SolFocus aiming for 100MW CPV ramp
by Michael Hatcher in San Francisco
SolFocus, the Californian company that specializes in concentrator photovoltaics (CPV) systems, will lead the demand for III-V solar cells as it scales up system production over the next three years.
Speaking at the InterSolar US conference and exhibition co-located with Semicon West in San Francisco, co-founder Ty Jagerson outlined the company s ambitious plans to install systems capable of producing up to 100 MW of grid-connected power in 2010.
If reached, that figure would represent a huge expansion on the expected 2008 deployment of 1 MW, while SolFocus is confident that it will install 20 MW during 2009.
Each of SolFocus CPV panels includes 16 individual power modules, which each in turn focuses light onto a single III-V chip at a concentration of 500 times.
Those power modules produce a maximum output of 214 W, so SolFocus will require hundreds of thousands of the cells to meet its ramp-up goals.
The company told compoundsemiconductor.net that it is capacity-limited this year, although this is not due to any constraints on the supply of III-V cells.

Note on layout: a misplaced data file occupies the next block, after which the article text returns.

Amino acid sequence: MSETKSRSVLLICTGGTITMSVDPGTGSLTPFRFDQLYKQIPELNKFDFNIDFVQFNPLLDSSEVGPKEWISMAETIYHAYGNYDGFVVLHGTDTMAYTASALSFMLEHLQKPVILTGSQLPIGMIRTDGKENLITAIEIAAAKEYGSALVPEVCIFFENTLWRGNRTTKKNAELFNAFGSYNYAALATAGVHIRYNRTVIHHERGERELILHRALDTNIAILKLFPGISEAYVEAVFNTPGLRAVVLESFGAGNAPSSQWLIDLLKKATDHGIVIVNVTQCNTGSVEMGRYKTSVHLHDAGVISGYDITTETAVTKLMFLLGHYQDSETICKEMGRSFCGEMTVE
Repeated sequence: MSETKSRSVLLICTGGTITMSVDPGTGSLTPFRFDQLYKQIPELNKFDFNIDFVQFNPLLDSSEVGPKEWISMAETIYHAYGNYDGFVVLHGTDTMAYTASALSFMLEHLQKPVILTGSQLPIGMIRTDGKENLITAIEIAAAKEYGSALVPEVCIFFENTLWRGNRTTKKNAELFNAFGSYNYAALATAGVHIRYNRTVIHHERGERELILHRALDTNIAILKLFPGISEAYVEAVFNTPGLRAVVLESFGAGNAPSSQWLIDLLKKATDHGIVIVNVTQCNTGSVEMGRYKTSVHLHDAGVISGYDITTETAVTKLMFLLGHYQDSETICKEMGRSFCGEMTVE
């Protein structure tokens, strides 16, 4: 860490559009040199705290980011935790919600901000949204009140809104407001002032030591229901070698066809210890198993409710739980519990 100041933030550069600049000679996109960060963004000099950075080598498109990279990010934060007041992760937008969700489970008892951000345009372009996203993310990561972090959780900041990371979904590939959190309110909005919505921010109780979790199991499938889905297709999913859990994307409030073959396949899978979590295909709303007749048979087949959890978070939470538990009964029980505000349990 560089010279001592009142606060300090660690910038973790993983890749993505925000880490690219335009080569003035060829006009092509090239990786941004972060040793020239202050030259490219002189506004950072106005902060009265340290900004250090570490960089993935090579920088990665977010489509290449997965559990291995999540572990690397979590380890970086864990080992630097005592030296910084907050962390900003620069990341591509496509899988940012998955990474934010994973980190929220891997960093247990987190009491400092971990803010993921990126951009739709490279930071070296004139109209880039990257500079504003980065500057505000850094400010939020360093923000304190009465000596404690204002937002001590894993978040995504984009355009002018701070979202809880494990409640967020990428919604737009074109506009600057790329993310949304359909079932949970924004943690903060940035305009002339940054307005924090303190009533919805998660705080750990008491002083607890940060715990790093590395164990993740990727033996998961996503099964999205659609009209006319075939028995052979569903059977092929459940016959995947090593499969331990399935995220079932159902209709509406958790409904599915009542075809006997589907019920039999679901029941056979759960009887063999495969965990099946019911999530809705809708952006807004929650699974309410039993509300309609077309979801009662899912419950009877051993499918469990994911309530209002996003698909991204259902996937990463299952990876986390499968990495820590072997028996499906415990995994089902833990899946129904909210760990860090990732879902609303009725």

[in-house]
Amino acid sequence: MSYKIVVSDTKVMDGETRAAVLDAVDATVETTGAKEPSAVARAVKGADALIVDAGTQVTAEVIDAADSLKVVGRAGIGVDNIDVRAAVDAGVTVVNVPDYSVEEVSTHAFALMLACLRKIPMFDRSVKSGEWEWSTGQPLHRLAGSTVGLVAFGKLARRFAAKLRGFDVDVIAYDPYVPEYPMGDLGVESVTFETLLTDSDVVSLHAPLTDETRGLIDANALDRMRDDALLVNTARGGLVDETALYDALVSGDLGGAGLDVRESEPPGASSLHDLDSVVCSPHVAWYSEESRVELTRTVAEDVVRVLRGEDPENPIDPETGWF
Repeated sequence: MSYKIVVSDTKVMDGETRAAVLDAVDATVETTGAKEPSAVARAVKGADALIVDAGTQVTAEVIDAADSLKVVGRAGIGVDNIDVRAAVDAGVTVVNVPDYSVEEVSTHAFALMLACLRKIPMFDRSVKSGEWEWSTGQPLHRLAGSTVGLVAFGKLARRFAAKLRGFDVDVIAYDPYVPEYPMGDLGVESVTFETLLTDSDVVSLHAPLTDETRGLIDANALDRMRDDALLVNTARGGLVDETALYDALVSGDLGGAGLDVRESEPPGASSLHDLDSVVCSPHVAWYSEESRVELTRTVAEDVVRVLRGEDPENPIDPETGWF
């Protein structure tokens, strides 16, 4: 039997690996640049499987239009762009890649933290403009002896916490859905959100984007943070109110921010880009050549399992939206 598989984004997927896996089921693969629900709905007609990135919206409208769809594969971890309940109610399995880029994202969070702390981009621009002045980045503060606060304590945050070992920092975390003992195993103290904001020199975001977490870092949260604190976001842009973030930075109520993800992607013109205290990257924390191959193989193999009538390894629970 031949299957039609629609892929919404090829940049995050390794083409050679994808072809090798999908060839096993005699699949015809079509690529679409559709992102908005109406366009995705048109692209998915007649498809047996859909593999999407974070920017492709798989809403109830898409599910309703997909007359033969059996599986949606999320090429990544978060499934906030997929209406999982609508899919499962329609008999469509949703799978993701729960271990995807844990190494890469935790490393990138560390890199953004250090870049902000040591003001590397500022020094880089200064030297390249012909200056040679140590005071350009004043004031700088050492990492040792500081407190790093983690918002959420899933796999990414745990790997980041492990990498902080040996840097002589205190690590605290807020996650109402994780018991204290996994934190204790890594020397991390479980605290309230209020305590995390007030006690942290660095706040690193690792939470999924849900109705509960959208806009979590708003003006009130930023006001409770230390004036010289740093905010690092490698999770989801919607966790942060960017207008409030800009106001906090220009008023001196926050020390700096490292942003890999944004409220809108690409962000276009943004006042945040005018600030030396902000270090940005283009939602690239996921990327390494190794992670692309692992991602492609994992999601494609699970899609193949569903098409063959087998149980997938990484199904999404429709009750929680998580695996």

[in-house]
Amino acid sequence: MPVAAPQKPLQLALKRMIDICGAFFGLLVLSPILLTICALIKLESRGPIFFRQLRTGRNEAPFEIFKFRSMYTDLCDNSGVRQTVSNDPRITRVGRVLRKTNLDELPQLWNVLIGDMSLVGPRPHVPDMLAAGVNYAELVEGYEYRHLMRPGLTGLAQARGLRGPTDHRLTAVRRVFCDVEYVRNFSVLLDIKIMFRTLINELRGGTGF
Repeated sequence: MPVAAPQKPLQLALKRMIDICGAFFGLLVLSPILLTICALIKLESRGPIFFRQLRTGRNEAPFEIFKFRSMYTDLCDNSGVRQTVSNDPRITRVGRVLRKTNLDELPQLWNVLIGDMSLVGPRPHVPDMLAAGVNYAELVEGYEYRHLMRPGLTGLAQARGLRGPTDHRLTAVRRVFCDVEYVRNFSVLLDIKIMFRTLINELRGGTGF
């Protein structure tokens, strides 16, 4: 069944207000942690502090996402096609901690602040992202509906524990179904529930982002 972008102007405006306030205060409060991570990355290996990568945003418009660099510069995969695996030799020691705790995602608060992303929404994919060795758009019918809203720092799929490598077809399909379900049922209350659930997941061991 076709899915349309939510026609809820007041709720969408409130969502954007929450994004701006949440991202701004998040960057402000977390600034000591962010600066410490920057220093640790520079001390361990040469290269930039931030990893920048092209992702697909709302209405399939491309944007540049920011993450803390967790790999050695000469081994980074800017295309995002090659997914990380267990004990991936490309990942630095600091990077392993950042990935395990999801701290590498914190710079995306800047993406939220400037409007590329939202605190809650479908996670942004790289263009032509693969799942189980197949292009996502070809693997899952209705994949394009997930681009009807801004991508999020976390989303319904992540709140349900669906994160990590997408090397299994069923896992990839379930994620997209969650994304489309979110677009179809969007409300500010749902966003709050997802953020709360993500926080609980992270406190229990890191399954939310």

SolFocus has already installed a system at the ISFOC test site in central Spain, and is confident that this installation will help to prove that CPV is a reliable way to produce energy that can be fed into electrical grids in sunny parts of the world.
The firm buys its cells from both Emcore and Spectrolab and, contrary to some reports, it says that there is little difference between the two suppliers when it comes to cell cost.
With improvements to both its optical design and the efficiency of the III-V cells, SolFocus says that the conversion efficiency of its panels should rise from 18 per cent to 25 per cent in the next year, with overall system efficiency pegged at around 2 per cent lower than the figure for panels.
The InterSolar US show at which Jagerson was speaking has been co-located with Semicon West for the first time this year, indicating the increasing convergence between the photovoltaics and mainstream semiconductor industries.
Michael Hatcher is editor of compoundsemiconductor.net.